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The following post addresses some of the unique characteristics of Fannie Mae and Freddie Mac that made them different from other private corporations prior to their 2008 conservatorship. What are the pros and cons of privatizing Fannie Mae and Freddie Mac with no government support of any kind?

Government-Sponsored Entities (GSE’s) Fannie Mae and Freddie Mac were unique from other private corporations because of their confusing relationship with the US government. In its last incarnation – prior to conservatorship – Fannie and Freddie were stockholder-owned corporations organized and existing under the Federal National Mortgage Association Charter Act. Established in 1938 pursuant to the National Housing Act and originally operated as a U.S. government entity, their charters were amended in 1954 (via Title III of the National Housing Act) and they became mixed-ownership corporations. The preferred stock was owned by the federal government and the non-voting common stock held by private investors. In 1968, Fannie’s charter was further amended and the entity was divided into the present Fannie Mae and Ginnie Mae. Ginnie Mae remained a government entity, but all of the preferred stock of Fannie Mae that had been held by the U.S. government was retired, and Fannie Mae became privately owned. Curiously, however, the fact that this was now a privately-owned company that was NOT explicitly backed by the full faith and credit of the United States government was somehow lost on investors. Instead, Wall Street invested confidently under the guise that these organizations (and their FNMA-approved “conforming” loans) were impliedly guaranteed by the federal government. Although a full government endorsement was clearly not attached, Fannie and Freddie did little to clarify this distinction because the specter of government assurance did wonders for their business (especially via their preferential interest rates and minimal regulation).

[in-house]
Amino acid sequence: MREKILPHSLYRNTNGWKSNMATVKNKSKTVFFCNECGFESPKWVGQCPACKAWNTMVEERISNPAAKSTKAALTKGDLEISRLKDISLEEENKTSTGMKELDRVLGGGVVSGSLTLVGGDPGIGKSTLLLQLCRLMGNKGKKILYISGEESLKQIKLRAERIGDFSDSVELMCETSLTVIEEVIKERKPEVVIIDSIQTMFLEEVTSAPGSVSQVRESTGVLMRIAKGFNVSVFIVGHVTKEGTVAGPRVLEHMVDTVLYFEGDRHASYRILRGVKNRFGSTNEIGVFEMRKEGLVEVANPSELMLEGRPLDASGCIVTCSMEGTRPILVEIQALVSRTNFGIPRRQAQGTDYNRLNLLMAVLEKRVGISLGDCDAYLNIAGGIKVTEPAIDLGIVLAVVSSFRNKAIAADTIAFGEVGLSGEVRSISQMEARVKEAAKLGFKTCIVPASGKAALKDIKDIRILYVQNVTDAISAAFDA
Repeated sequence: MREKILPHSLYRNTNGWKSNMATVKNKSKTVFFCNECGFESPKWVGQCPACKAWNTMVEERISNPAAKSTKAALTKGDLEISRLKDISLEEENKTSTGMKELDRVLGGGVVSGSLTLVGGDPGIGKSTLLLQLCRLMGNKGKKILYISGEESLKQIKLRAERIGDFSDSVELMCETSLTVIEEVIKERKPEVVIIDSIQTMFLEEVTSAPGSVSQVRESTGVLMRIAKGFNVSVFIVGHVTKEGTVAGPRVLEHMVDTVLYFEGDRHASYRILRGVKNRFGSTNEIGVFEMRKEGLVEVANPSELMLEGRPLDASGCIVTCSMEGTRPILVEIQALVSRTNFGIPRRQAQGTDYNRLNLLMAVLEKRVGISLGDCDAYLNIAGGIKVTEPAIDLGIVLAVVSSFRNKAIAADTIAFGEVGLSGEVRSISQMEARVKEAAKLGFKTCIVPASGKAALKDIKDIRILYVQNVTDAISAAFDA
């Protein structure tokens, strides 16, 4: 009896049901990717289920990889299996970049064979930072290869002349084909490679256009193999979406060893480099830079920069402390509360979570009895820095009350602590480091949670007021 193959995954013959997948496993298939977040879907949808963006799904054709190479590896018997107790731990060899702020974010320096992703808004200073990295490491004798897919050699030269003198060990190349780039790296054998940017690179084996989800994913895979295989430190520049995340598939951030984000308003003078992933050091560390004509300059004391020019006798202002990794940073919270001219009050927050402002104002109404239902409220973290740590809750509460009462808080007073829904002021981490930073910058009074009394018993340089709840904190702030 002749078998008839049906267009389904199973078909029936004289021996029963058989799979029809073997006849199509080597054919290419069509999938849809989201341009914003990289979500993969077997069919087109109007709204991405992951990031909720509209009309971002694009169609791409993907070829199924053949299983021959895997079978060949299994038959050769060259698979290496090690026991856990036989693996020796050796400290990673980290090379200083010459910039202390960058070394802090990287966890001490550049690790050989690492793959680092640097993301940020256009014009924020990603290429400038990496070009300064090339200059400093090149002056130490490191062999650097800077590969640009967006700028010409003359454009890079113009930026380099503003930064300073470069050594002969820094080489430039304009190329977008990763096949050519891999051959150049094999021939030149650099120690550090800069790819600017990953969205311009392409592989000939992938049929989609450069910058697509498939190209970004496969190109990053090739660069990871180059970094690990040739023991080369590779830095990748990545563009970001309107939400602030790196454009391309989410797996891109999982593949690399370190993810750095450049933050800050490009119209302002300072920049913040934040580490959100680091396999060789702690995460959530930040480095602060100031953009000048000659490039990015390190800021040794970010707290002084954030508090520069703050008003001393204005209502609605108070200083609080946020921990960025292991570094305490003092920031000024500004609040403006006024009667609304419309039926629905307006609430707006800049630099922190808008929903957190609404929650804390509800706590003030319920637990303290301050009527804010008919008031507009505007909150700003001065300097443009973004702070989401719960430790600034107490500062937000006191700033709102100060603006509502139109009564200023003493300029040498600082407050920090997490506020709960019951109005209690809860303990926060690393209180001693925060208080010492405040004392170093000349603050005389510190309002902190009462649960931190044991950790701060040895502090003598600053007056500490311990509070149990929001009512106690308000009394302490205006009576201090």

In its infancy, the then-existing government guarantee was a wonderful thing. The preferentially lower rates obtained on FNMA conforming loans greatly benefited a booming, post-war American populous by allowing for incredible expansions in home ownership rates across the country. As a result, the concept of a 30-year mortgage became the standard on the street. What many Americans don’t realize, however, is that a 30-year mortgage is unheard of in most other countries because those countries don’t have similar “market makers” like Fannie and Freddie. The government guarantee led to an overall reduction in mortgage interest rates and increased secondary market investor confidence – therefore facilitating a market for these otherwise less-saleable loans. During their conservatorship, calls for the complete privatization of Fannie and Freddie, while meritorious in many respects, were also dubious in that they would completely change the concept of home-ownership in the United States. Once considered a near birthright in American culture and the crown jewel of the American dream, home ownership would revert back to pre-depression disparities by allowing large, mega-landlords to control a massively increased tenant population. Home ownership without GSE’s would mean much larger down payments, increased loan qualification requirements and sky-high mortgage rates. Accordingly, home prices would be likely to fall across the US – especially in already hard-hit “suburban sprawl” cities – reverberating further financial problems in all sectors of the economy. In short, despite the evils of the Fannie and Freddie model which, in part, ultimately led to the housing crisis of 2008, we may come to find that they are necessary evils; because without them, we just might send our housing market (and with it our entire economy) back to 1900.